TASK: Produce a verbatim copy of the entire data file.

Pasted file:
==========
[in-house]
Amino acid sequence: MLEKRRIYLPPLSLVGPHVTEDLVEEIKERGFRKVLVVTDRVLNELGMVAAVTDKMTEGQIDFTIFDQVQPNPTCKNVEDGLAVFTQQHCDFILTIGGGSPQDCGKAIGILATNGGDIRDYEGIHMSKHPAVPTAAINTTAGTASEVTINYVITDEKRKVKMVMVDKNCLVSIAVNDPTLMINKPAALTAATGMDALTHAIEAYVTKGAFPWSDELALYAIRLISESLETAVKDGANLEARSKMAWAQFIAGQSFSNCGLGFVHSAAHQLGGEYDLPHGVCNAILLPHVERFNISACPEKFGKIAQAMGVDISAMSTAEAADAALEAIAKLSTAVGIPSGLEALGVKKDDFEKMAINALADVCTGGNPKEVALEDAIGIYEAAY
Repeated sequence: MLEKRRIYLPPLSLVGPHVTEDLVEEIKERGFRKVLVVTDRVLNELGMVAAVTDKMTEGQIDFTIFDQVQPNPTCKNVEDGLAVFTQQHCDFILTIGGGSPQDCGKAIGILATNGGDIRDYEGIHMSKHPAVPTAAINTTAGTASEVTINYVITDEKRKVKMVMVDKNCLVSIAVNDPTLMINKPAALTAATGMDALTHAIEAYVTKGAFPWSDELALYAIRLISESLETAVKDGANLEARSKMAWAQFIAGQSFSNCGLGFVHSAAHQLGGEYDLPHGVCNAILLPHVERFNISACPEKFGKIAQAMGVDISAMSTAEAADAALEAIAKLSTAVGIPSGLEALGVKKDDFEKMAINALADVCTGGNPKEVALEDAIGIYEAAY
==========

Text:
[in-house]
Amino acid sequence: MLEKRRIYLPPLSLVGPHVTEDLVEEIKERGFRKVLVVTDRVLNELGMVAAVTDKMTEGQIDFTIFDQVQPNPTCKNVEDGLAVFTQQHCDFILTIGGGSPQDCGKAIGILATNGGDIRDYEGIHMSKHPAVPTAAINTTAGTASEVTINYVITDEKRKVKMVMVDKNCLVSIAVNDPTLMINKPAALTAATGMDALTHAIEAYVTKGAFPWSDELALYAIRLISESLETAVKDGANLEARSKMAWAQFIAGQSFSNCGLGFVHSAAHQLGGEYDLPHGVCNAILLPHVERFNISACPEKFGKIAQAMGVDISAMSTAEAADAALEAIAKLSTAVGIPSGLEALGVKKDDFEKMAINALADVCTGGNPKEVALEDAIGIYEAAY
Repeated sequence: MLEKRRIYLPPLSLVGPHVTEDLVEEIKERGFRKVLVVTDRVLNELGMVAAVTDKMTEGQIDFTIFDQVQPNPTCKNVEDGLAVFTQQHCDFILTIGGGSPQDCGKAIGILATNGGDIRDYEGIHMSKHPAVPTAAINTTAGTASEVTINYVITDEKRKVKMVMVDKNCLVSIAVNDPTLMINKPAALTAATGMDALTHAIEAYVTKGAFPWSDELALYAIRLISESLETAVKDGANLEARSKMAWAQFIAGQSFSNCGLGFVHSAAHQLGGEYDLPHGVCNAILLPHVERFNISACPEKFGKIAQAMGVDISAMSTAEAADAALEAIAKLSTAVGIPSGLEALGVKKDDFEKMAINALADVCTGGNPKEVALEDAIGIYEAAY